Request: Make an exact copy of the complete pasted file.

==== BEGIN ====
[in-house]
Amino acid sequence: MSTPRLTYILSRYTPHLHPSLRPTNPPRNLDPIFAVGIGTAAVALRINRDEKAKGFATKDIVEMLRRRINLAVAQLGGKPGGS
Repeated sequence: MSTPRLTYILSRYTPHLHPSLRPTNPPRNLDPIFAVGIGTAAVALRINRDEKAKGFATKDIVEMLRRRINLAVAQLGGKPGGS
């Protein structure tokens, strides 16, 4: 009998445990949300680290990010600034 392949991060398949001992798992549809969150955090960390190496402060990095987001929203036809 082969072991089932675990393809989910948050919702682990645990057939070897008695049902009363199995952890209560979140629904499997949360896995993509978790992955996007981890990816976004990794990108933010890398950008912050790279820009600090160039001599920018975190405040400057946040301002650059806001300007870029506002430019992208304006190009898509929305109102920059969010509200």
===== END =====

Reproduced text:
[in-house]
Amino acid sequence: MSTPRLTYILSRYTPHLHPSLRPTNPPRNLDPIFAVGIGTAAVALRINRDEKAKGFATKDIVEMLRRRINLAVAQLGGKPGGS
Repeated sequence: MSTPRLTYILSRYTPHLHPSLRPTNPPRNLDPIFAVGIGTAAVALRINRDEKAKGFATKDIVEMLRRRINLAVAQLGGKPGGS
């Protein structure tokens, strides 16, 4: 009998445990949300680290990010600034 392949991060398949001992798992549809969150955090960390190496402060990095987001929203036809 082969072991089932675990393809989910948050919702682990645990057939070897008695049902009363199995952890209560979140629904499997949360896995993509978790992955996007981890990816976004990794990108933010890398950008912050790279820009600090160039001599920018975190405040400057946040301002650059806001300007870029506002430019992208304006190009898509929305109102920059969010509200």